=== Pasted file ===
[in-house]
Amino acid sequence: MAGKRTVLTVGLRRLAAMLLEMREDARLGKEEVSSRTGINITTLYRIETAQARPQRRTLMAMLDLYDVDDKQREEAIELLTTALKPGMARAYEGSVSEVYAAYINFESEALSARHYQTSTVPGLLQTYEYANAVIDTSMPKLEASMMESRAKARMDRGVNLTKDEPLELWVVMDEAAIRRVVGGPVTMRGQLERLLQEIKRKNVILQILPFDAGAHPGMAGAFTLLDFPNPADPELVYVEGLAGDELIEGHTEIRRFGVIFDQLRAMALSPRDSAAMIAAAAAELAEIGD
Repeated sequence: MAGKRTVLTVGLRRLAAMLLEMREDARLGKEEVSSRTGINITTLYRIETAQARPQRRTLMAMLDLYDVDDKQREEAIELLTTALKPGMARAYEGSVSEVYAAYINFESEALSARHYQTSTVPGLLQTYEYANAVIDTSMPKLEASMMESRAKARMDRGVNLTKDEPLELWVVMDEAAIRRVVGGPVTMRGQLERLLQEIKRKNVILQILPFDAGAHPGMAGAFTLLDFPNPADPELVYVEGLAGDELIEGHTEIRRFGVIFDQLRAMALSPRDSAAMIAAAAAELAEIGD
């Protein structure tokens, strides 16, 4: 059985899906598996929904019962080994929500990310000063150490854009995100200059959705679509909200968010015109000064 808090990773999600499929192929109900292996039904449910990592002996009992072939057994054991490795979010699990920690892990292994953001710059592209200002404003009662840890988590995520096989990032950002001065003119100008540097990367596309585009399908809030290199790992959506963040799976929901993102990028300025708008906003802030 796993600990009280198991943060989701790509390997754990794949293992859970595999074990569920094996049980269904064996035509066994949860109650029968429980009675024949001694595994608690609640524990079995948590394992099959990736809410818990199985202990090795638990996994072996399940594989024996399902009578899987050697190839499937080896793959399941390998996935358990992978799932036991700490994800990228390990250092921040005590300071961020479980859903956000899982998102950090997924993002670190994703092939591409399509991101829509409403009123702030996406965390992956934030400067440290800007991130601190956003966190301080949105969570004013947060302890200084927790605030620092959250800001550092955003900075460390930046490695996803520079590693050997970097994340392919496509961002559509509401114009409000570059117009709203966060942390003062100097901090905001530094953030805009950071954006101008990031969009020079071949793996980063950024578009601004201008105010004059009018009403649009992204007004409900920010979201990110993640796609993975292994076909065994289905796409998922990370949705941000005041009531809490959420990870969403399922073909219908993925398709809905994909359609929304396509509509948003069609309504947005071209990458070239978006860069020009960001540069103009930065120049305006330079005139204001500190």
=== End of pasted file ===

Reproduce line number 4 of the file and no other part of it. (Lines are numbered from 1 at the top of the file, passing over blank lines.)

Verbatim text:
């Protein structure tokens, strides 16, 4: 059985899906598996929904019962080994929500990310000063150490854009995100200059959705679509909200968010015109000064 808090990773999600499929192929109900292996039904449910990592002996009992072939057994054991490795979010699990920690892990292994953001710059592209200002404003009662840890988590995520096989990032950002001065003119100008540097990367596309585009399908809030290199790992959506963040799976929901993102990028300025708008906003802030 796993600990009280198991943060989701790509390997754990794949293992859970595999074990569920094996049980269904064996035509066994949860109650029968429980009675024949001694595994608690609640524990079995948590394992099959990736809410818990199985202990090795638990996994072996399940594989024996399902009578899987050697190839499937080896793959399941390998996935358990992978799932036991700490994800990228390990250092921040005590300071961020479980859903956000899982998102950090997924993002670190994703092939591409399509991101829509409403009123702030996406965390992956934030400067440290800007991130601190956003966190301080949105969570004013947060302890200084927790605030620092959250800001550092955003900075460390930046490695996803520079590693050997970097994340392919496509961002559509509401114009409000570059117009709203966060942390003062100097901090905001530094953030805009950071954006101008990031969009020079071949793996980063950024578009601004201008105010004059009018009403649009992204007004409900920010979201990110993640796609993975292994076909065994289905796409998922990370949705941000005041009531809490959420990870969403399922073909219908993925398709809905994909359609929304396509509509948003069609309504947005071209990458070239978006860069020009960001540069103009930065120049305006330079005139204001500190």